What separates Maryland from other states that have had recent abolition campaigns is the consistent presence of a single governor with the initiative to pass abolition legislation. While bills in other states have had gubernatorial support, Governor Martin O’Malley was the only governor to formally make abolition a part of his legislative agenda.
The death penalty was repealed in Connecticut in 2012, but the abolition campaign spanned two different governors. The first one, Governor Jodi Rell, vetoed a 2009 bill to repeal the death penalty. In 2010, Governor Dannel Malloy made repealing the death penalty an issue in his election campaign, despite claiming that he used to advocate for it. When the bill passed in 2012, Governor Malloy signed it. However, the support in the legislature was present before his election, as evidenced by the 2009 bill, so Governor Malloy’s direct effect was limited.
Three Illinois governors dealt with changes to death penalty practice that eventually ended with abolition. The Illinois campaign caught fire in 2000, when Governor George Ryan declared a moratorium on capital punishment after coming within days of executing Anthony Porter, who soon after was exonerated of the crime and freed. Noticing that there had been more exonerations than executions in Illinois, he appointed a study commission to recommend ways to prevent the execution of the innocent. When the legislature refused to act on any of the 80+ recommendations, Ryan commuted all 167 death sentences before leaving office in 2003. Governor Rod Blagojevich signed legislation enacting a number of the study commission’s recommendations later that year. More than a decade later, Governor Pat Quinn signed legislation repealing the death penalty in 2011. However, Governor Quinn’s action, like Governor Blagojevich’s, would not have been possible without the acts of his predecessors in the right direction.
New Mexico’s death penalty law was repealed in 2009, but not because of strong support from Governor Bill Richardson. Abolition legislation was first introduced in 1999, when it languished without gubernatorial support. In 2009, Governor Richardson decided to sign the repeal bill only after it passed the legislature. The New Mexico case is similar to the Connecticut experience in which legislators took the lead, and not the governor, even though the governor ended up playing a crucial role.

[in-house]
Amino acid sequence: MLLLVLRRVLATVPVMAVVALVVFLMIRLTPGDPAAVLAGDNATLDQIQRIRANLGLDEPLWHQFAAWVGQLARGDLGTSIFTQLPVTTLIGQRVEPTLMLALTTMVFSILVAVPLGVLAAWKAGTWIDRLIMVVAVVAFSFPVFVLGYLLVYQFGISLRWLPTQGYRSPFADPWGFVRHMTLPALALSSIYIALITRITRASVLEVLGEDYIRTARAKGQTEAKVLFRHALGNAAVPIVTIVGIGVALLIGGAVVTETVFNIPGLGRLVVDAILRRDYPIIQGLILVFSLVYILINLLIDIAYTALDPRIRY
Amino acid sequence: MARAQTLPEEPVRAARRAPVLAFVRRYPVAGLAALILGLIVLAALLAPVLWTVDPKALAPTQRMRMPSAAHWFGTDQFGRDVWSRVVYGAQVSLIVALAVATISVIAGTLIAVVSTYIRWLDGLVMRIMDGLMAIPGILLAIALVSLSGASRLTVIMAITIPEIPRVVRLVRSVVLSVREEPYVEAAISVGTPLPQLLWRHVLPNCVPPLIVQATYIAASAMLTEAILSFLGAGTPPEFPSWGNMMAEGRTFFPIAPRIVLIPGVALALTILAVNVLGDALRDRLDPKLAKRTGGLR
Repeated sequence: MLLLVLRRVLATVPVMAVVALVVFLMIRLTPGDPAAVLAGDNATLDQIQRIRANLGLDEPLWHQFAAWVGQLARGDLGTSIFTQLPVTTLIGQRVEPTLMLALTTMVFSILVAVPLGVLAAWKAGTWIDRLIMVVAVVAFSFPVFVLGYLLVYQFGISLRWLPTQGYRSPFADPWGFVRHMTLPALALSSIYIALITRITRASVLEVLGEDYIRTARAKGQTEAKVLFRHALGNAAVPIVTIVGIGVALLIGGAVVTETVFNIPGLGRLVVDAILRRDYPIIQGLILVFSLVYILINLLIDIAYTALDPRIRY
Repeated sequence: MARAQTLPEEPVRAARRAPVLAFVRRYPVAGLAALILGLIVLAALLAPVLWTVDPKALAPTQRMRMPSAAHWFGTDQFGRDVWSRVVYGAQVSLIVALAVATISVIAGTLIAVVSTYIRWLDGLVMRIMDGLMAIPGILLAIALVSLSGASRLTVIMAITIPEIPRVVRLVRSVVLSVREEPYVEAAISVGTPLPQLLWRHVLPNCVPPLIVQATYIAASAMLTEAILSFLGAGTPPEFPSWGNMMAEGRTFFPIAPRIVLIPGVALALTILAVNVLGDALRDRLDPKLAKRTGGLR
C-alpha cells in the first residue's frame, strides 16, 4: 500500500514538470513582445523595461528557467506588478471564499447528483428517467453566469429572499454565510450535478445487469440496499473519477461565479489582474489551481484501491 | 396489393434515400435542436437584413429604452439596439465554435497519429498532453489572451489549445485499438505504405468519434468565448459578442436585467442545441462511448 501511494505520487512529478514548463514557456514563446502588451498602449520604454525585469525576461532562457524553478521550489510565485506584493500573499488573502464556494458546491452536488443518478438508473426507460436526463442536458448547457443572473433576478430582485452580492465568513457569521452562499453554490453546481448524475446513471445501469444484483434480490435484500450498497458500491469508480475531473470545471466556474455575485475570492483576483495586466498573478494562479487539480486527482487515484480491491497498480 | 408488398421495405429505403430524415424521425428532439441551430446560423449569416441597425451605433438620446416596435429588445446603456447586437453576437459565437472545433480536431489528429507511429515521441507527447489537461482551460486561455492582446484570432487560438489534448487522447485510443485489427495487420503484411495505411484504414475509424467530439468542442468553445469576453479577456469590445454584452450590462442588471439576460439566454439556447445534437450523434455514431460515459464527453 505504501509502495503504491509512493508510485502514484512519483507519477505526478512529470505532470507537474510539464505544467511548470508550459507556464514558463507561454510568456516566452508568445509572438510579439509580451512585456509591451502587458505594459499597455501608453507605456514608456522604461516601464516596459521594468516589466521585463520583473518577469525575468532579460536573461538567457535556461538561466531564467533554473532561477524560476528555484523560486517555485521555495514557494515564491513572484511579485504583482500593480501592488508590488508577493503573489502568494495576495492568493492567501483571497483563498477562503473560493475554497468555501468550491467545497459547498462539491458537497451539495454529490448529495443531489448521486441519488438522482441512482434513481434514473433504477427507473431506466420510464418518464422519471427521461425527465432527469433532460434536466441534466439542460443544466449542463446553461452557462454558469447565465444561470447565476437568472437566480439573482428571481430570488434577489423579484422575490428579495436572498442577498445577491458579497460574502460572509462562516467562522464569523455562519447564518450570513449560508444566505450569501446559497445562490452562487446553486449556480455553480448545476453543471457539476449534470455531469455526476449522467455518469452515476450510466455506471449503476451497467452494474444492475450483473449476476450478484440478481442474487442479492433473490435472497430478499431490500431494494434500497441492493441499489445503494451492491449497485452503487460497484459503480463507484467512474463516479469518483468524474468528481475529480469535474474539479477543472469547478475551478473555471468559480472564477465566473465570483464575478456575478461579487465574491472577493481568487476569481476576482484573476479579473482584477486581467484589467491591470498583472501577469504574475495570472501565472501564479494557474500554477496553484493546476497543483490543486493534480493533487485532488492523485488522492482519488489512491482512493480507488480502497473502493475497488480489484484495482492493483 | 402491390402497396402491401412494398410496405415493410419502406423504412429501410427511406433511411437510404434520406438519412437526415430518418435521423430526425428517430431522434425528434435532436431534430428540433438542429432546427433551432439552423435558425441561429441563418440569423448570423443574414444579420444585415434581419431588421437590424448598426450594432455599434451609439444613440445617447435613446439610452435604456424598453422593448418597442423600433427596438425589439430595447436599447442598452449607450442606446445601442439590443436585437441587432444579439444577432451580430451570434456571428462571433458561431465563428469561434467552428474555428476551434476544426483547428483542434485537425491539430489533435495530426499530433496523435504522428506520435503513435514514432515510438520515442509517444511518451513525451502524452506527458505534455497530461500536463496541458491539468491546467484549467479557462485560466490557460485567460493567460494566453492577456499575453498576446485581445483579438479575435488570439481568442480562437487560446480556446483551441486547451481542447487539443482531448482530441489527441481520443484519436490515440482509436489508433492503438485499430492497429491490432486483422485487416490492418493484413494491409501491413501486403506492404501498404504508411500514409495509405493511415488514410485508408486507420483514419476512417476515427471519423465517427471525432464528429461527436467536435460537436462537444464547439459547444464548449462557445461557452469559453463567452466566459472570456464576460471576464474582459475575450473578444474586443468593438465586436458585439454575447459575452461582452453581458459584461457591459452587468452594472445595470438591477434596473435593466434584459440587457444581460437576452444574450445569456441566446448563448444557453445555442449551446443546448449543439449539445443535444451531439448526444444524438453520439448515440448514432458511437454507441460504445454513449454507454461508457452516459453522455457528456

In New Jersey, the legislature let reforms necessary to maintain the constitutionality of capital punishment expire in 2005 before abolishing the practice altogether in 2007. Those reforms had been mandated by a 2004 state appeals court decision that declared the lethal injection protocol in New Jersey unconstitutional. The legislature that Governor Jon Corzine worked with had laid the foundations for reform before he was elected governor. While Governor Corzine’s vocal support for abolition both during his tenure as United States Senator and Governor definitely helped advance the movement, the foundations for the eventual bill were laid by the courts, the legislature, and above all, the activists.
Other states with abolition efforts that have not been successful in the past include Colorado and New Hampshire. In Colorado, a bill to repeal the death penalty made it through the Assembly in 2009, but stalled without support from Governor Bill Ritter. A similar bill failed to make it out of committee in 2013 after Governor John Hickenlooper told Democratic legislators that he was considering vetoing the bill.
In 2000, New Hampshire became the first state since new death penalty laws were upheld in 1976 to pass legislation to repeal capital punishment, only to have that bill be vetoed by Governor Jeanne Shaheen. Governor John Lynch’s opposition caused another bill to fail in 2009, although he did support a bill that Governor Craig Benson vetoed to ban capital punishment for those under the age of 18. Current Governor Maggie Hassan has declared her support for abolishing the death penalty, but no bill has yet been passed for her to sign. Because all of the necessary elements have yet to come together, abolition efforts have so far stalled in New Hampshire and Colorado.
Governor O’Malley, on the other hand, took a more active role in the effort to abolish the death penalty in Maryland. His presence was consistent throughout the debate over the death penalty, voicing support for the bill each time it came up in the legislature – in 2007, 2009, 2011 and 2013. In 2007, he wrote an opinion in the Washington Post declaring the death penalty an ineffective deterrent and calling for the money that could be saved by abolishing the death penalty to be redirected towards hiring more police officers.
In both 2009 and 2013, Governor O’Malley sponsored the bill and testified before committees in both houses. By testifying, Governor O’Malley made full use of his bully pulpit, which no other governor did quite so emphatically. He introduced the bill and then called on the residents of Maryland, as their elected leader, to evaluate the death penalty on all fronts - as a deterrent, as a waste of money, as a moral issue, as racially biased, and more. By using all of the resources available to him, Governor O’Malley was able to turn an uncooperative legislature into a supportive one.
The success of the abolition campaign in Maryland differs from campaigns in other states because of Governor O’Malley’s decisive leadership. Governor O’Malley’s endorsement, along with the work of a broad coalition of community leaders, organizations and churches, convinced state legislators to repeal the death penalty. The experience in Maryland shows that the presence of a vocally supportive governor can move abolition forward.